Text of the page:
Many critics of tool chests (on either the wall or the floor) say they prefer to have all their tools mounted on the walls where they can see them (and if they are missing) and be able to easily get them as they work.
When I see these shops I think the same thing when I see a wall of Hummel figurines: What a lot of crap to keep clean and safe.
One of the advantages of a tool chest is it protects your tools from dust and, if you are smart, rust. But a tool chest can’t do this job if you don’t close its lid (or doors) every night as you leave the shop.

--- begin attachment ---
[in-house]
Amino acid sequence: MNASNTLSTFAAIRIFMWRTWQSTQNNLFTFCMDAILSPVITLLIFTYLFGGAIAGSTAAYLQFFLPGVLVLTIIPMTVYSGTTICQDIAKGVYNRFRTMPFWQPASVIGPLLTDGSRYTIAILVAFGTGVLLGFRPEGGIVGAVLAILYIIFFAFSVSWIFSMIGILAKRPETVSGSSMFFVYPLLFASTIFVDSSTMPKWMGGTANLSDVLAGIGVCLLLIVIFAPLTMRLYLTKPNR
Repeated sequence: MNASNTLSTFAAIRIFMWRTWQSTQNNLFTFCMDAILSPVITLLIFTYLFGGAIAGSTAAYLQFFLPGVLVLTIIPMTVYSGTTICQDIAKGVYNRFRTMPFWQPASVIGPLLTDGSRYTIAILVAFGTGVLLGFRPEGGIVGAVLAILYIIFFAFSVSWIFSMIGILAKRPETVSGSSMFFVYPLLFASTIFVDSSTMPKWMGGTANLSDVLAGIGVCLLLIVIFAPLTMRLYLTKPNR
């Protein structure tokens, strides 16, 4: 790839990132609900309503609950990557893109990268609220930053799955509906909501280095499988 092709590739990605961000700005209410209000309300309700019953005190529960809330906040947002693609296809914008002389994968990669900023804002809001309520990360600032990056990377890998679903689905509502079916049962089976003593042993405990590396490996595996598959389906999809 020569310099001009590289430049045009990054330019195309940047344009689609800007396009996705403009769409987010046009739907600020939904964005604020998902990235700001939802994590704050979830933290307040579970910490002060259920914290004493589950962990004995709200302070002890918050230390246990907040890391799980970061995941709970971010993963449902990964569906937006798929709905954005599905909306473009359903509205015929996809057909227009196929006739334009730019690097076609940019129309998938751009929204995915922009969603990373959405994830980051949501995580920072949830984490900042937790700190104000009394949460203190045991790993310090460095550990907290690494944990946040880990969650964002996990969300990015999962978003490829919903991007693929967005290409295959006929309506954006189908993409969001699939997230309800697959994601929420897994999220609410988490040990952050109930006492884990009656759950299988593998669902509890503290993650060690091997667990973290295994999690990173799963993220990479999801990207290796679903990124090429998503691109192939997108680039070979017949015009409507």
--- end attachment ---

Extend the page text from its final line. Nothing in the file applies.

If you need an extreme example of why this is important, take the case of Ryan Bowen, the guy whose Roubo workbench and workshop were destroyed by a tree. In his shop was his great grandfather’s tool chest, which is circa 1936.
Before the catastrophe, Ryan closed his chest. And he’s glad he did.
“Always, ALWAYS close your tool chest before leaving the shop,” Ryan wrote in an email. “Thankfully I did, and the contents were bone dry, despite being rained on for hours.”
So though Ryan lost his workbench to the storm, it could have been a lot worse. His tool chest could have been converted into a rusty bathtub.
— Christopher Schwarz